The Australian Broadcasting Corporation’s science news pages are currently carrying a story about the discovery of a ‘rogue’ planet ((Is it just me, or does the term ‘rogue planet’ automatically conjure for anyone else Wagnerian-type music and sinister intentions? I mean, it’s not like it set out to storm the universe and take no prisoners. Why is it not simply an ‘orphan’ planet, or a ‘lost’ planet? What’s actually rogue about it?)) ‘wandering all alone through deep space without a host star’. As far as such stories go, it’s an interesting astronomy tidbit, evoking, in the words of Philippe Delorme from France’s Institute of Planetology and Astrophysics, a ‘striking image of orphaned worlds, drifting in the emptiness of space’.

The editors of the ABC science pages ((Along with just about every other outlet carrying the story…)), however, have taken the view that readers will not have the wits nor imagination to be able to conjure up the striking image for themselves, and so have helpfully provided an artist’s impression to help them along. ((It is worth noting here that when the story first went up, the image was presented without the explanatory caption.))

I am not a big fan of the artist’s impression.

How much does this ‘impression’ tell you about the reality of the event in question? Would you say that it’s reasonable to expect that, should you be able to hop in a fast spaceship and fly off to planet CFBDSIR2149 (as it is catchily named), this artist’s impression would give you a vague idea of what you might see? This romantic milky sapphire marble swimming in a luminous sea of misty cerulean stars? Well, my friends, you’d be mightily disappointed. CFBDSIR2149 does not orbit any sun, and so does not reflect any light. In addition, it does not emit much, if any, visible light of its own either, being detected as it was by M. Delorme, via infrared radiation. The Wikipedia entry on CFBDSIR2149 has this to say:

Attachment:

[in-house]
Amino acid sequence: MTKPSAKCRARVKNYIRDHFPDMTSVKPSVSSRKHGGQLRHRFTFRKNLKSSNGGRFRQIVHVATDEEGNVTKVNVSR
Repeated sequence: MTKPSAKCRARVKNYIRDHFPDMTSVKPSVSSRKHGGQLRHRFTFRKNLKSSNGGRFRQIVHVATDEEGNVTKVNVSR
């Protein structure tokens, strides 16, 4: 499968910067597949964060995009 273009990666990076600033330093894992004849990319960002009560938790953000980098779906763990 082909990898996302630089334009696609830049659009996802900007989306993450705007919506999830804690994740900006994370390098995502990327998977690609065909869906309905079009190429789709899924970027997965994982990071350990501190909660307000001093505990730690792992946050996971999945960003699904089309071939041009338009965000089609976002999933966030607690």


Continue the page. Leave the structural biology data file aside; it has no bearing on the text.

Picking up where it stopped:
In visible light the object is so cool that it would only shine dimly with a deep red colour when seen close-up.

All things considered, here is a better artist’s impression of what you might see should you ever be in the close proximity of CFBDSIR2149.

Yep. It’s never going to feature on the ’10 Most Visually Impressive Planets You Must Visit Before You Die’ list, that’s for sure.

So what use, actually, is this artist’s impression? It tells us nothing at all about the reality of CFBDSIR2149, ((C’mon! Astronomers! Where are the days of imagination when planets had names? Are we to expect that if you were doing the solar system anew we’d be living on 3 and sending little rovers off to 4? How BORING is that?)) substituting actual facts with a whole lot of visual speculation and even just plain old untruths. Why not paint a picture of the Death Star or a Borg Cube – ‘impressionistically’ speaking, either would be just as informative. Worse still, whatever mental image we might have formed of a darkened planetary body drifting forlornly across the unimaginable dark nothingness of the interstellar void is now indelibly replaced by the fantasy of an azure Xmas bauble that has no relation to anything.

Here is an artist’s impression of what I believe should be the fate of editors who indulge in artist’s impressions. ((Yes, I am aware of the recursive nature of what I did there.))